- A significant increase in staff, funding, and financial independence.
- Regulatory independence (with oversight from a regulated body).
- Powers of access to all church files and personnel when required for ISB work.
Proposals have been presented to the two Archbishops to create an interim separate legal entity which will deliver the ISB’s functions while the longer-term path to independence is developed. We are now moving forward to further develop and consult on these proposals for Phase Two of the ISB with a wide range of stakeholder groups from Spring 2023. We intend to present the initial plans and findings from this to the General Synod in July 2023.”
There is a long summary of the report in the Church Times.
Grant funding from local authorities
On Thursday 27 April, the Second Church Estates Commissioner, Andrew Selous (South West Bedfordshire, Conservative) answered questions on Grant Funding from Local Authorities. He said:
“Grants that would cover kitchens, loos or disability access, basic repairs to rooves and windows and so on are in many cases unavailable to Church of England parish churches because of an inconsistency in the way in which local authorities are applying the law, and the Bishop of Bristol has tabled an amendment to the Levelling-up and Regeneration Bill to resolve this so that parish churches can apply for such grants, and I hope the Department will be supportive of it”.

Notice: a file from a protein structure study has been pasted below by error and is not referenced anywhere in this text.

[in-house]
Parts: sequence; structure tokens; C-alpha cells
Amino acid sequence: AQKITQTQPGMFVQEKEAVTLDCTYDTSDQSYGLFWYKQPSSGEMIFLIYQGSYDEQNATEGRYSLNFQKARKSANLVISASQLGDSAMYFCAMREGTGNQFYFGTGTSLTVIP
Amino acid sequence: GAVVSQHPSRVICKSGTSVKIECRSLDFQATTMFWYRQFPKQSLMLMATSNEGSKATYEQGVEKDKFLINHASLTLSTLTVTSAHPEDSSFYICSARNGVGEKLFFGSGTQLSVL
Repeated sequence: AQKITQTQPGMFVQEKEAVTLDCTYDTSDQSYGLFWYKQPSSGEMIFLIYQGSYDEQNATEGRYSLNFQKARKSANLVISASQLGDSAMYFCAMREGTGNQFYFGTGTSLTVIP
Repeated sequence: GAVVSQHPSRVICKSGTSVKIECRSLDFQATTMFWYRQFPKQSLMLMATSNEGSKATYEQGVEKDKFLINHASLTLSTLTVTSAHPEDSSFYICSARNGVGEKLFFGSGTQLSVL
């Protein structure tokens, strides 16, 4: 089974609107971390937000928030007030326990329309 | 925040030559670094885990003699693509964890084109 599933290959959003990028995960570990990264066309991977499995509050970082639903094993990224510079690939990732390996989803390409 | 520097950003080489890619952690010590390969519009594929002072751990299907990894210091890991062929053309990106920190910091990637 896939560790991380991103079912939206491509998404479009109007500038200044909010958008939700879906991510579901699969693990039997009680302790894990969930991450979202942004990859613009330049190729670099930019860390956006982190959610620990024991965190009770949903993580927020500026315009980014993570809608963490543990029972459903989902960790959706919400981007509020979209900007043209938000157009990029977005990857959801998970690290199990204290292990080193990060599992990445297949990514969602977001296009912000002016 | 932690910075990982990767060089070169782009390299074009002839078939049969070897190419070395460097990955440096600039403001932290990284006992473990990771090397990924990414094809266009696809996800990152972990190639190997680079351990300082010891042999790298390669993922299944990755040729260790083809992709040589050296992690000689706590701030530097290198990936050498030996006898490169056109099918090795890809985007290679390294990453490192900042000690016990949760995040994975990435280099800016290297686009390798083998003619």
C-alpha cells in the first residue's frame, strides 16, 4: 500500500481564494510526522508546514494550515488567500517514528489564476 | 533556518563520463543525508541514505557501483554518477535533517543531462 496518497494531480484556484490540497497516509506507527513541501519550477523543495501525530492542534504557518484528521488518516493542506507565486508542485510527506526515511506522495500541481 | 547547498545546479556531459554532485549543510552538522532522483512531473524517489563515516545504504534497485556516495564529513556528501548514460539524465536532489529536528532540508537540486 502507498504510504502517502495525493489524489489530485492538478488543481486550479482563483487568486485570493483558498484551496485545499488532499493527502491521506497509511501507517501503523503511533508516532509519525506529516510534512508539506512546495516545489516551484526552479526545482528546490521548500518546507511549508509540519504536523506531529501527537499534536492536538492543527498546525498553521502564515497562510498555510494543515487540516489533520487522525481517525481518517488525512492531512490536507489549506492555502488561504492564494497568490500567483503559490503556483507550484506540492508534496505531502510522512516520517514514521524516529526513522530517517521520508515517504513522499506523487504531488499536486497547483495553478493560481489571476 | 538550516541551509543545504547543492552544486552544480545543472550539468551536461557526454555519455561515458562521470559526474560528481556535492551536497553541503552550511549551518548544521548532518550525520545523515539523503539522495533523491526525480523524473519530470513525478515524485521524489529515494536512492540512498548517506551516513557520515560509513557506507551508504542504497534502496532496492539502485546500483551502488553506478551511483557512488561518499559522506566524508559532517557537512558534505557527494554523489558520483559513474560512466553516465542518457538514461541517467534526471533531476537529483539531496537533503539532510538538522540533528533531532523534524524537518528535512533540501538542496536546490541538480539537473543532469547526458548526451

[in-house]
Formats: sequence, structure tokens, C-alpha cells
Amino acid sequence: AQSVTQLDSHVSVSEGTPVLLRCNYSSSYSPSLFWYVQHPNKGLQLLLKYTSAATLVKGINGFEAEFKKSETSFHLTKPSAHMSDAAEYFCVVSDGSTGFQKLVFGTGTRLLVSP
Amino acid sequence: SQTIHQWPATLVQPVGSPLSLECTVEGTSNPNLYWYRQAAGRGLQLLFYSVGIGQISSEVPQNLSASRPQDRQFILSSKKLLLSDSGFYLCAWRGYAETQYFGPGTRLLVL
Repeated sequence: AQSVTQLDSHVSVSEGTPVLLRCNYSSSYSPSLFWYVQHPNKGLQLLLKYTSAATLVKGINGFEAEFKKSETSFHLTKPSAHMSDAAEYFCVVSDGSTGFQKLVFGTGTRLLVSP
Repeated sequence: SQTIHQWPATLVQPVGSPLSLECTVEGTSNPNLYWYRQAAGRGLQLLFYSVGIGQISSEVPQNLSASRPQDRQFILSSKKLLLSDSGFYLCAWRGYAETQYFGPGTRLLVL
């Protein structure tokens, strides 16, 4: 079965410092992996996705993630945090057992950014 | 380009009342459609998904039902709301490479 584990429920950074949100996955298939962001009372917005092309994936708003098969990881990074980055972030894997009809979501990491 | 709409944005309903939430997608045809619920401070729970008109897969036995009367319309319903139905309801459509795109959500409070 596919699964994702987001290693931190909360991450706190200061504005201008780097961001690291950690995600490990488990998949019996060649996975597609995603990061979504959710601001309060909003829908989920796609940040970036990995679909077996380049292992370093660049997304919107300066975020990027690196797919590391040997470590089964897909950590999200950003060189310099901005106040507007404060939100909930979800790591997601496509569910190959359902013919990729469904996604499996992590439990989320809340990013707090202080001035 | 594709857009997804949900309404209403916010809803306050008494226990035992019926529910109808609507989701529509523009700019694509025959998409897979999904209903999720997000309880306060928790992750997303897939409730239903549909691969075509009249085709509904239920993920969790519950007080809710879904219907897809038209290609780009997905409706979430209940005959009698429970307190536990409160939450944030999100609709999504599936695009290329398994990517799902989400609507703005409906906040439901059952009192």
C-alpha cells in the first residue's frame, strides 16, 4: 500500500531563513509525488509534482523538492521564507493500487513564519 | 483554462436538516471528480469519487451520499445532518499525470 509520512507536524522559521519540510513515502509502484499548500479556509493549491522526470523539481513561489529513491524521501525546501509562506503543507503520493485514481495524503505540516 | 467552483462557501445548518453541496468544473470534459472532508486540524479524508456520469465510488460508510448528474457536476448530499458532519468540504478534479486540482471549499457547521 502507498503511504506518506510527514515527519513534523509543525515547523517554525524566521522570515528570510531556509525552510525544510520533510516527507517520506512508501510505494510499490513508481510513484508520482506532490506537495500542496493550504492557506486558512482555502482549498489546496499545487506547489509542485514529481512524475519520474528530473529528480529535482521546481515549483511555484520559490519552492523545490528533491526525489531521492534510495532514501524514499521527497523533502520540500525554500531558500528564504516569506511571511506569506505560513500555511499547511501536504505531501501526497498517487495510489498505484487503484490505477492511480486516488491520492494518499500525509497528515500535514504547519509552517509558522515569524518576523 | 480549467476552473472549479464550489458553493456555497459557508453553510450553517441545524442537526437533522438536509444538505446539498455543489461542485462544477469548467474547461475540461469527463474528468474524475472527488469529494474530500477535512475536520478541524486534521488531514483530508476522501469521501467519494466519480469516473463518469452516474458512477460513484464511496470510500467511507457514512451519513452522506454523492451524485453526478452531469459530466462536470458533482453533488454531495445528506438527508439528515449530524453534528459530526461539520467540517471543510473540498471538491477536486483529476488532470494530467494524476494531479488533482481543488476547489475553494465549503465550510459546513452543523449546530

Whilst this will not be news to readers of L&RUK, the purpose of such exchanges is to keep the issue within the minds of policymakers. The Bishop of Bristol’s amendments have the support of heritage bodies and the National Association of Local Councils, whom the Commissioner has also met on the issue: essentially, these are to ensure that “Church of England parish churches [are] treated the same as other faith and community buildings”.
“Net Zero” in the Church of England
This week two important judgments relating to the Church’s target of “net zero” emissions have been circulated: Re King’s College Chapel Cambridge (2)  ECC Ely 2; and Re Holy Trinity Headington Quarry  ECC Oxf 4, both of which will be covered in a separate post. The former concerns the application of data on the PV panels on the North Roof of the chapel, on which there was disagreement between the Petitioners and the CBC. The latter concerns the present applicability of an archdeacon’s notice issued in 2019 on the replacement of a boiler using fossil fuel.